Performing a Community Health Assessment

1,778 views

Published on

Training presentation on how to perform a community health assessment. Topics include basics on how to: plan an assessment, collect and analyze quantitative and qualitative data, produce and report findings.

Published in: Health & Medicine

Performing a Community Health Assessment

  1. 1. Performing a Community Assessment: Curriculum Overview
  2. 2. Step 1: Develop a Community Partnership <ul><li>Identify stakeholders </li></ul><ul><li>Form a Community Partnership </li></ul><ul><li>Assess Partnership’s individual and organizational capacity </li></ul><ul><li>Identify benefits and risks </li></ul><ul><li>Step 1 Planning Worksheet – Community Partnership Organizational Chart </li></ul>
  3. 3. Step 2: Determine Your Focus <ul><li>Identify and prioritize community </li></ul><ul><li>public health needs </li></ul><ul><li>Define the problem </li></ul><ul><li>Create realistic and </li></ul><ul><li>achievable goals and objectives </li></ul><ul><li>Step 2 Planning Worksheet – Issues, Problems, Goals and Objectives </li></ul>
  4. 4. Step 3: Identify the Information (Data) You Need <ul><li>Articulate the primary questions you would like to answer </li></ul><ul><li>Identify what type of data you will need </li></ul><ul><li>Identify data sources </li></ul><ul><li>Step 3 Planning Worksheet – Questions, Data Types and Data Sources </li></ul>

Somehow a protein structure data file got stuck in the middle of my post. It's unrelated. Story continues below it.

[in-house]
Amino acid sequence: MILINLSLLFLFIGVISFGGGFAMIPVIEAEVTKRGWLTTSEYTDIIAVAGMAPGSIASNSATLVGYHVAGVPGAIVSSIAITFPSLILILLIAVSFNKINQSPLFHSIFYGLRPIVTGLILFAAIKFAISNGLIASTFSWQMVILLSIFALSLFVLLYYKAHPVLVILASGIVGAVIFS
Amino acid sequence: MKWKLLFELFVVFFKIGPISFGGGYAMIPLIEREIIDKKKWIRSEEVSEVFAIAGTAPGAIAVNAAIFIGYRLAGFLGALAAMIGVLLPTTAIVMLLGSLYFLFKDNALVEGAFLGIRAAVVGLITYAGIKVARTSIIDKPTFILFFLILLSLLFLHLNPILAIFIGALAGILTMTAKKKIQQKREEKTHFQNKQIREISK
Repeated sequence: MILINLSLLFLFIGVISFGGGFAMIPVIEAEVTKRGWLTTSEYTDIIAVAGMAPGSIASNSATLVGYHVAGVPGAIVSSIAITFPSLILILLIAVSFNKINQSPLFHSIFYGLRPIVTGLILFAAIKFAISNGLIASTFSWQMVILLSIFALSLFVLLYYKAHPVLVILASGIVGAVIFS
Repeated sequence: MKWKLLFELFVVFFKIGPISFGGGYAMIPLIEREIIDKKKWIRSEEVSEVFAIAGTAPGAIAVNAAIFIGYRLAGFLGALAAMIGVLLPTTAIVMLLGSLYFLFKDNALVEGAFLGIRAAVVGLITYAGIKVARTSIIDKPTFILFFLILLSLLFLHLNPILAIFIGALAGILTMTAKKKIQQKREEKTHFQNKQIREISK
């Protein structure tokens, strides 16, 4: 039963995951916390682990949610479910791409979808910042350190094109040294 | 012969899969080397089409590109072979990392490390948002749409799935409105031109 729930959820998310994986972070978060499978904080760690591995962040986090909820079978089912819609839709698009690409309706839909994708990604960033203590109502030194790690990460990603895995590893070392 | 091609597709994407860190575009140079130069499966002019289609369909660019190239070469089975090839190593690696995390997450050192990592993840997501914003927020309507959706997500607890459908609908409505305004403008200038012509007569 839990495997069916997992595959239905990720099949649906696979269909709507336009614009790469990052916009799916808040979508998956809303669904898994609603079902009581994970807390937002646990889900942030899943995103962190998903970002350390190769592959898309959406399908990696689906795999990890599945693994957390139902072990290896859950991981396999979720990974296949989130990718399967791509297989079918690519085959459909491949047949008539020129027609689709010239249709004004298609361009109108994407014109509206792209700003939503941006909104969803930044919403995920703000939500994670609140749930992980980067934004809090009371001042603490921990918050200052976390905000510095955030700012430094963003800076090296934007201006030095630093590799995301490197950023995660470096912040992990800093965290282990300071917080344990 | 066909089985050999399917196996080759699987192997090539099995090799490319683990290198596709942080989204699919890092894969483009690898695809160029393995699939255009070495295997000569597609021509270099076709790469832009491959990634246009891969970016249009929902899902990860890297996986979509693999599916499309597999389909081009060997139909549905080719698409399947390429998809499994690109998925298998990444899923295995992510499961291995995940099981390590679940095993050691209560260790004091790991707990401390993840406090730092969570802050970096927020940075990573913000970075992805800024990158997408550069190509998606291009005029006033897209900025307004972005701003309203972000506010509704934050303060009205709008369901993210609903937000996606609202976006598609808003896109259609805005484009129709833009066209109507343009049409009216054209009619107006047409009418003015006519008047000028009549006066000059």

5. 5. Step 4: Determine How to Get the Information (Collect Data) <ul><li>Identify what new data </li></ul><ul><li>will need to be collected </li></ul><ul><li>Select the appropriate </li></ul><ul><li>data collection method(s) </li></ul><ul><li>Revisit steps 1-3 to make sure you’re on track </li></ul><ul><li>Step 4 Planning Worksheet – Data Collection Plan </li></ul>
  6. 6. Step 5: Determine How to Understand the Information (Analyze Data) <ul><li>Check the data </li></ul><ul><li>Go back to the primary assessment questions </li></ul><ul><li>Reduce the amount of data </li></ul><ul><li>Analyze the data </li></ul><ul><li>Verify findings </li></ul><ul><li>Interpret findings and draw conclusions </li></ul><ul><li>Step 5 Planning Worksheet – Data Analysis Plan </li></ul>
  7. 7. Step 6: Determine How to Use and Communicate Results <ul><li>Identify assessment products </li></ul><ul><li>Identify target audiences </li></ul><ul><li>Present your findings </li></ul><ul><li>Determine next steps </li></ul><ul><li>Celebrate and acknowledge your work! </li></ul><ul><li>Step 6 Planning Worksheet – Ways to Report the Results to Target Audiences </li></ul>
  8. 8. Appendices <ul><li>Data Collection Methods: </li></ul><ul><ul><li>Asset Mapping </li></ul></ul><ul><ul><li>Focus Groups </li></ul></ul><ul><ul><li>Surveys </li></ul></ul><ul><ul><li>Key Informant Interviews </li></ul></ul><ul><ul><li>Rapid Appraisal </li></ul></ul><ul><ul><li>Community Forums </li></ul></ul><ul><li>Computer Software to Compile and Analyze Data </li></ul><ul><li>Materials for Step 5 Data Analysis Exercises </li></ul><ul><li>Ethical Considerations in Human Subjects Research </li></ul><ul><li>Resources </li></ul>